I'm not saying PCP is wrong, and no doubt it works for a lot of people, but don't be fooled into thinking its a cheaper way to run a car, someone has to pay these guys profit, and that someone is you.

Link to comment
Share on other sites

[ QUOTE ]

hopefully the difference between the GMFV and the real trade-in value of the car will be the deposit on the next vehicle

[/ QUOTE ]

For me this is the fundamental problem with PCPs. After 3 years you still don't own anything unless you're willing to pay a sizeable sum or accept a weak GMFV. I would take the personal loan route over a PCP. Best of all, cobble any loan on to your mortgage if you have one and if you can. If you've done your homework on your mortgage, you'll be paying a significantly lower interest rate and the car will be yours from day one.

As always this is just MO.

Link to comment
Share on other sites

I would never buy a car outright.

But I do usually buy it with a loan over 60 months.(not with the intention of keeping it though)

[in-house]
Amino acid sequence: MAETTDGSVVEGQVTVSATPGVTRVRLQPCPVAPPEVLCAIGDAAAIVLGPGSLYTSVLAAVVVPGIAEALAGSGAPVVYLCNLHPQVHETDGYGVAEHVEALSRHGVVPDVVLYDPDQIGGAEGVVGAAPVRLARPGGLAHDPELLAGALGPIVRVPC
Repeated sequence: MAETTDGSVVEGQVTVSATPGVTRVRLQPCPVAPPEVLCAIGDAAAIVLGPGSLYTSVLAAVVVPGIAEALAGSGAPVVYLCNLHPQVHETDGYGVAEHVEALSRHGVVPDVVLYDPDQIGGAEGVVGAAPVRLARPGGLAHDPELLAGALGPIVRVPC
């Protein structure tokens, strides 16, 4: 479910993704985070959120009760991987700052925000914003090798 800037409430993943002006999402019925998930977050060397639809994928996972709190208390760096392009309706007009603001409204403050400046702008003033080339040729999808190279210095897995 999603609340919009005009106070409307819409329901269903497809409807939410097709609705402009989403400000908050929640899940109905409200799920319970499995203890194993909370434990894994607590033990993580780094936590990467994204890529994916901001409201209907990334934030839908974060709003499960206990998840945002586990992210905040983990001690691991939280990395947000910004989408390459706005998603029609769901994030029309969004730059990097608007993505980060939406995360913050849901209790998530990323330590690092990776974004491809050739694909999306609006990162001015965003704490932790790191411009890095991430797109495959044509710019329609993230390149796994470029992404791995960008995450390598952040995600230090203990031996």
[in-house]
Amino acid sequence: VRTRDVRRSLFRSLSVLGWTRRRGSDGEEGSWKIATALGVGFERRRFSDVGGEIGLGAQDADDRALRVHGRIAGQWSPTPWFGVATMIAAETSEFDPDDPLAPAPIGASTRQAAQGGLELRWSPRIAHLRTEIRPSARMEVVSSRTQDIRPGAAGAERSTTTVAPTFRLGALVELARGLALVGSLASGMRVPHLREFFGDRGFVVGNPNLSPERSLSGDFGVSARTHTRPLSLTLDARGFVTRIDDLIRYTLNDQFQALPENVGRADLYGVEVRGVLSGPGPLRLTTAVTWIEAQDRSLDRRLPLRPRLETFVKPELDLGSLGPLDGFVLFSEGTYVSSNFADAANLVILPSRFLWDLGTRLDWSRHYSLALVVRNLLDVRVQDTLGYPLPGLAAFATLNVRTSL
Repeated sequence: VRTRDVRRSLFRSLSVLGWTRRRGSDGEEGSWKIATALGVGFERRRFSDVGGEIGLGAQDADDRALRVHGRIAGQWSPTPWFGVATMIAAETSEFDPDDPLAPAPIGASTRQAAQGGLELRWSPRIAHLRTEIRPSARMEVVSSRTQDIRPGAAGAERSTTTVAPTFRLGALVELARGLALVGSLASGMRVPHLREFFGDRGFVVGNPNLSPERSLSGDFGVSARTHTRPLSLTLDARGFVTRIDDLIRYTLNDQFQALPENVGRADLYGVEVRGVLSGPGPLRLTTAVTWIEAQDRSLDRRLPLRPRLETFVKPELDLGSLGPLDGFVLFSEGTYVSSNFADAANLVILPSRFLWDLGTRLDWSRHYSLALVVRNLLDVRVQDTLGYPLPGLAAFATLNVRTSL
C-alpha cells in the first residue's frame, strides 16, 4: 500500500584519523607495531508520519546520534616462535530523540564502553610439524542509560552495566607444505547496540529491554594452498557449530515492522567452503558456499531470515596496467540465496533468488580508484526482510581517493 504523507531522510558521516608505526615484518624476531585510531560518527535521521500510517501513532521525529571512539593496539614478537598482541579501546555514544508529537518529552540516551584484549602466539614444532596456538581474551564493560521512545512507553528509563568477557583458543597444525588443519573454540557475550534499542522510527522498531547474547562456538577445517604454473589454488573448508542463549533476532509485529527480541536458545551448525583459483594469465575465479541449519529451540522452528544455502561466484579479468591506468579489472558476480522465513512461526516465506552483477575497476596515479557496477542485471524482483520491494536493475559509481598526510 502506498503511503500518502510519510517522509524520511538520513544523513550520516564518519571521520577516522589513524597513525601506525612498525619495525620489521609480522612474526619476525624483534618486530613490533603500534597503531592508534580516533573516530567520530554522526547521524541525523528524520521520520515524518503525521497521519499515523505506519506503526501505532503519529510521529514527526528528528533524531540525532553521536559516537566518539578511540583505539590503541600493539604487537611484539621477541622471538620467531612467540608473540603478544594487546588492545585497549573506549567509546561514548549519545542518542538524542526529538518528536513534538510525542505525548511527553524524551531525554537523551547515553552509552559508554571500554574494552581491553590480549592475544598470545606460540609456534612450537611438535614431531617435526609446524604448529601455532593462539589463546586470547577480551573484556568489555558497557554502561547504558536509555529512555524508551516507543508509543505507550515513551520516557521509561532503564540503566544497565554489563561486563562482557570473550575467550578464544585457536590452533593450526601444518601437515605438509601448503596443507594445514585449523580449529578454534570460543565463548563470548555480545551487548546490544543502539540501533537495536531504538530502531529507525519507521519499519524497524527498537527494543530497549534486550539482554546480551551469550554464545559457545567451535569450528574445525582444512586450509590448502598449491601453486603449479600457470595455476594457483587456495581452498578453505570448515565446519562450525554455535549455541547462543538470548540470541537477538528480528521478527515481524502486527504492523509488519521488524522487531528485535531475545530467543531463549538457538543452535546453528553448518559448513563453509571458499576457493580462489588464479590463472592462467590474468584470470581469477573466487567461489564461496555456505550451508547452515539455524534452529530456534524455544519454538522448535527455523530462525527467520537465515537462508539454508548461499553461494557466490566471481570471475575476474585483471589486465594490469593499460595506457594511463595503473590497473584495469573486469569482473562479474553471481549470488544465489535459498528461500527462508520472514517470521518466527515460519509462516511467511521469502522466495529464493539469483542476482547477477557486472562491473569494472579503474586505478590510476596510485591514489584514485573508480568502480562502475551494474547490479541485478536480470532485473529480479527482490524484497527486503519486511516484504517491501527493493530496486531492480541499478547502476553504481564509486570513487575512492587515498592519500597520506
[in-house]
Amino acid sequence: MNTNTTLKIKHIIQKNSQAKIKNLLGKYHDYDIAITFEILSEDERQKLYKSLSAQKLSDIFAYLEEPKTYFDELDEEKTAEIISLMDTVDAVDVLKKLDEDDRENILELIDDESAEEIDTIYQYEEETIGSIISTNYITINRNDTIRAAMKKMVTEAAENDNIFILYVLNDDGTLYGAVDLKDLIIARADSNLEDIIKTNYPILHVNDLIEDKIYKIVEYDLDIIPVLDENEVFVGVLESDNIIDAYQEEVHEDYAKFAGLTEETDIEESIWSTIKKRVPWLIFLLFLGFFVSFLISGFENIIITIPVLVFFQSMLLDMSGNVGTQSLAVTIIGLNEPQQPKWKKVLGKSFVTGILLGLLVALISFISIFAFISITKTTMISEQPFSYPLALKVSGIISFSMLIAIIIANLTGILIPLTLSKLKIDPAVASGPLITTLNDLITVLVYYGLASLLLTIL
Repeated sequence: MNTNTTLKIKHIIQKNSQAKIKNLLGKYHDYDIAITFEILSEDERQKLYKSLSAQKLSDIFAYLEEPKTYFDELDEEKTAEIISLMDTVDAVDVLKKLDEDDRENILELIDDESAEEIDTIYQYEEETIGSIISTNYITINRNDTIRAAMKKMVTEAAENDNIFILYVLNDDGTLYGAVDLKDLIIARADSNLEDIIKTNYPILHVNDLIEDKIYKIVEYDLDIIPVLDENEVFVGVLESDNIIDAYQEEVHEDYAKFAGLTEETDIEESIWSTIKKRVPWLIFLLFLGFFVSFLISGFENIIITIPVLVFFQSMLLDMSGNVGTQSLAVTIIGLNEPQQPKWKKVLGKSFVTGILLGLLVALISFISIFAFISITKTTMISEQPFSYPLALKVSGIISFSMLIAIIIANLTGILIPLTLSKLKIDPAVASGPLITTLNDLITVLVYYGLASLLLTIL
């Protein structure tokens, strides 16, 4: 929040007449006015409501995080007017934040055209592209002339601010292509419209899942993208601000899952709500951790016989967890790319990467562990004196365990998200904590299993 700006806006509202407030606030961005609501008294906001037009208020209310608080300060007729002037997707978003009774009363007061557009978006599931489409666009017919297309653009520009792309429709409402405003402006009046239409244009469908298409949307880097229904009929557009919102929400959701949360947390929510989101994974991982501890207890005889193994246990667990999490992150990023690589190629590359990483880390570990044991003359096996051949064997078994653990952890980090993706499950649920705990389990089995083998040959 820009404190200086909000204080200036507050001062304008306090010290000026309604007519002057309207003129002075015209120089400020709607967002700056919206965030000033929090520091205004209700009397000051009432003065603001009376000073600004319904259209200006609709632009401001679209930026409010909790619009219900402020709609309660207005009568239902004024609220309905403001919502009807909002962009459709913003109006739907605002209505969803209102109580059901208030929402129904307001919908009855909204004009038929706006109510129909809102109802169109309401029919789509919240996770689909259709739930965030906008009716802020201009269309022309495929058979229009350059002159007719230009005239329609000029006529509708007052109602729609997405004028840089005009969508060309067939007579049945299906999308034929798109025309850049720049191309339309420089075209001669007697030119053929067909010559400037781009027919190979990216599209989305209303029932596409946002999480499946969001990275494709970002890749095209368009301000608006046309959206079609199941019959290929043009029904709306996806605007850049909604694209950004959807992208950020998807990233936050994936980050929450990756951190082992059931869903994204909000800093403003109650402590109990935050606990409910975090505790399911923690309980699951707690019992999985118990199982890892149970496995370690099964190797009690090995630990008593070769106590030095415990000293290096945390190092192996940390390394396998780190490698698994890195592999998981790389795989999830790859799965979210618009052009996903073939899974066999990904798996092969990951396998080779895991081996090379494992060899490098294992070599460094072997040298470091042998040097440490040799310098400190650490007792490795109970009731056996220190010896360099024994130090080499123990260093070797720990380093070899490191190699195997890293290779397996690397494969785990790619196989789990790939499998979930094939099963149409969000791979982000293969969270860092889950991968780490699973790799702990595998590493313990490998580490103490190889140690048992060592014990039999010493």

That means that after a year I owe pretty much what is remaining on the loan, after 2 years I owe what is remaining on the loan plus a deposit and if I were to keep it for 3 years I would be able to sell the car and have a very good deposit for the next. If you keep it for 4 or 5 years then... well that will never happen.

I always try and buy a car that is 6 months to a year old too, means I can get somthing much better for the same price, and then can get an agreament with a balloon.

Example

In January I bought and ML270cdi Inspiration that was 7 months old and had 8,000 miles on it, The price of the car new was £38k and he had it re-mapped and privacy glass fitted allround costing another £1200.

I paid £32k for that car and put in a £3k deposit, the finance company based the residual on the new price of the car, which meant after 30 months the balloon would be £18k.

This meant that the monthly payments were only £453, not bad for £40k worth of car?

The fact that the car was less enjoyable than a transit van to drive is besides the point, I kept it 5 months and sold it through ebay. In fact Sytner bought it from me for £31,750, so I only lost £250 on the car and a £200 admin fee for the finance. But if I had bought it new it would be 18 months before I could have even chopped it in without having to pay money to get out of it.

Link to comment
Share on other sites

MMMM!

This is turning into a very important discussion, it's one I have agonised over too.